And even though critics say the law does little to reduce the costs of care, its passage touched off myriad efforts to pare widespread waste.

''The interest from the doctor and hospital community has accelerated," Tom Richards, a senior executive at Cigna, said of efforts to exact savings and improve care.

The law's passage was "a statement that things need to change and that the status quo doesn't work," said Paul Markovich, chief operating officer at Blue Shield of California, a health insurer based in San Francisco. "It sends a loud message to all the players."

So far, other requirements under the law have prompted state regulators, insurers and others to work with federal officials over new regulations.

For example, insurance companies now must spend at least 80 cents of every dollar they collect on health care for their customers, limiting how much they can spend on brokers' commissions, executive salaries and profits.

Federal and state regulators were granted greater authority to review insurers' proposals for raising premiums, and the federal government has awarded the states about $155 million in grants to help their oversight efforts.

The new rules appear to have had some effect, with some insurers deciding to hold down premiums to avoid being forced to refund money or justify higher rates. "That scrutiny is important," said Sandy Praeger, the insurance commissioner in Kansas.


Some states are taking matters even further than the federal law, to adopt changes regardless of whether it is ruled void. "What we've tried to do here in California is to take the provisions of the Affordable Care Act and put them in the state law so we can move towards implementation," said Dave Jones, the state's insurance commissioner. He credited closer review of insurance rates for saving residents about $87 million a year.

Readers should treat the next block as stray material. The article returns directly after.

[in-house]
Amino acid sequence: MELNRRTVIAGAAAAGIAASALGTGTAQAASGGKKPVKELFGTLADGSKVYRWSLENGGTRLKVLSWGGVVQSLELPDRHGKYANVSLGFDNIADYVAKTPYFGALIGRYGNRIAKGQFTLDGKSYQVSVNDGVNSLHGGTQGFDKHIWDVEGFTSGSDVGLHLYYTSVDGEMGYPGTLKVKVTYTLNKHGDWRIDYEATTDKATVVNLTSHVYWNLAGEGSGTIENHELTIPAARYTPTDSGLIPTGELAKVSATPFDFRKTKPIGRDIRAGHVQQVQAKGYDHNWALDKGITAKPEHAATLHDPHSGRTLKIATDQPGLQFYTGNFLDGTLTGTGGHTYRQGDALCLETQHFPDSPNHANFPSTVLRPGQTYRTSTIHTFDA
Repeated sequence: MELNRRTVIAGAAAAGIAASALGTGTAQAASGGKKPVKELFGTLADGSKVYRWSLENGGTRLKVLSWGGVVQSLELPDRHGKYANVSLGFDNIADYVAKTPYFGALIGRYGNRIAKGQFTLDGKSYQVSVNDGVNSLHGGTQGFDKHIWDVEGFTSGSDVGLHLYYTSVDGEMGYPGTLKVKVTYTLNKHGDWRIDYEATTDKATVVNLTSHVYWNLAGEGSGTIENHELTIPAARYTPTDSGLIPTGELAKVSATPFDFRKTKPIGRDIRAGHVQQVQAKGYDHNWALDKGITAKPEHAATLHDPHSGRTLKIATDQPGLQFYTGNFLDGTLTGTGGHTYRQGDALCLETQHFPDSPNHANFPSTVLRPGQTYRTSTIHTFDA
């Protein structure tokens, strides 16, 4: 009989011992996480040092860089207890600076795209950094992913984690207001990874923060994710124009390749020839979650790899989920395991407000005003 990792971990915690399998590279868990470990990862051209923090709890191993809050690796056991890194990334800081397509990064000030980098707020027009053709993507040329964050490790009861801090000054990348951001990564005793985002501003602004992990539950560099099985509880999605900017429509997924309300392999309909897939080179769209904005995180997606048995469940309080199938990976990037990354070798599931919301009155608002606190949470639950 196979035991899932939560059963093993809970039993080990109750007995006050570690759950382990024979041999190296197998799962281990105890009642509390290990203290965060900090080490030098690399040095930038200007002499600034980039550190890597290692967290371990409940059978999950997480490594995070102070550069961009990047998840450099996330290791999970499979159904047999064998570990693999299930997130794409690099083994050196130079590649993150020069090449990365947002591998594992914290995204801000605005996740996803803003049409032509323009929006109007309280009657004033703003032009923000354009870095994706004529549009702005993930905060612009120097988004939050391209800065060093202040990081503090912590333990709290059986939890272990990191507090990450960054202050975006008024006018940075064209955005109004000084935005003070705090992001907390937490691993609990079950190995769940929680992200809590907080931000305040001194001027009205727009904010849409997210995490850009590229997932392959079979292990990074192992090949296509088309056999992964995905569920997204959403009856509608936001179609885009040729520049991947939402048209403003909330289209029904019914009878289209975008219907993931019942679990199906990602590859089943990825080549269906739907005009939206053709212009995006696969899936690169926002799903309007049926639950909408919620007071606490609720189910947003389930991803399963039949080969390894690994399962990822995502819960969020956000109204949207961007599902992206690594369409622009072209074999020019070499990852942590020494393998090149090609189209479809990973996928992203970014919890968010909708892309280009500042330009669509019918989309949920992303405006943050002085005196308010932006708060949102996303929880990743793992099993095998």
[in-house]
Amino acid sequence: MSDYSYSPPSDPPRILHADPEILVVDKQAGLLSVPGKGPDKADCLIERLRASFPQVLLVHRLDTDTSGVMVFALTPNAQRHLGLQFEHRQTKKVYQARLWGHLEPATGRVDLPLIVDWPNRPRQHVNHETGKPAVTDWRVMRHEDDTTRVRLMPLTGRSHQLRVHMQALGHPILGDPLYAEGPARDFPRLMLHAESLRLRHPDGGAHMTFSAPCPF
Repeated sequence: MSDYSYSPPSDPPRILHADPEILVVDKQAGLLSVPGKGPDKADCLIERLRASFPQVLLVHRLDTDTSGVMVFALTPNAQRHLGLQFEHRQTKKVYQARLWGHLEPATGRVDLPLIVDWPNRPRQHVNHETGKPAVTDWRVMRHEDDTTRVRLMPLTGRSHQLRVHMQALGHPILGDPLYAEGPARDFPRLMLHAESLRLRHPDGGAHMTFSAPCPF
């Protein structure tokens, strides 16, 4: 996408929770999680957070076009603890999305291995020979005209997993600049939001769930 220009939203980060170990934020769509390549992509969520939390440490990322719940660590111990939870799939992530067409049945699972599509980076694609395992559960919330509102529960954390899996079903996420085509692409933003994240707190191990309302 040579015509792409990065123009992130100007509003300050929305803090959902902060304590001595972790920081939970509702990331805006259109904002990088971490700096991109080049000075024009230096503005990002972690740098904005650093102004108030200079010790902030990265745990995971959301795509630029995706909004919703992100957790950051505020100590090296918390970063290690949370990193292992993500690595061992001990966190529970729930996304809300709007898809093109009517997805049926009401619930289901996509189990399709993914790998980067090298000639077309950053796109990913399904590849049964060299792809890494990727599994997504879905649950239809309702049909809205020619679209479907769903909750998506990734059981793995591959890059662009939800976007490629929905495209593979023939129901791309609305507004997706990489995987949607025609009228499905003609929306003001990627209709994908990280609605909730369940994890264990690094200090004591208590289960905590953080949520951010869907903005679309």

Federal officials have awarded nearly $516 million to states to help build new insurance exchanges, although some states whose officials are opposed to the law, like Florida and Alaska, have either refused the money or postponed any plans in hopes of getting the legislation overturned.

Crushing costs

Even if the Supreme Court upholds the law's requirement for many employers to offer coverage to workers, it is not clear that Congress will want to keep the requirement in its current form or see it vigorously enforced. With the nation's unemployment rate stubbornly stuck around 9 percent, businesses often cite the costs of providing health care coverage as one of the reasons they cannot hire or expand their workforce.

''The law makes it harder and more expensive for job creators to hire new people," said Sen. John Barrasso, R-Wyo., who is an orthopedic surgeon. "Under the law, businesses are permitted to drop out of paying for employer-provided coverage as long as they pay a fine. And the fine is about $2,000 per employee. This number is far smaller than what it would actually cost the business to provide family health benefits to their employees."

Reverse course

Despite opposition in some corners and lukewarm reception in others, a wholesale repeal of the law by Congress may be unlikely. Lawmakers may find it unpalatable to abandon the entire effort, given the fact that critics of the law have not agreed on one comprehensive proposal that would offer coverage to anywhere near the 50 million Americans who are still without coverage. Even if the law goes into effect, an estimated 20 million will still be without insurance.

''It's hard to completely reverse course," said Drew E. Altman, the chief executive of the Kaiser Family Foundation.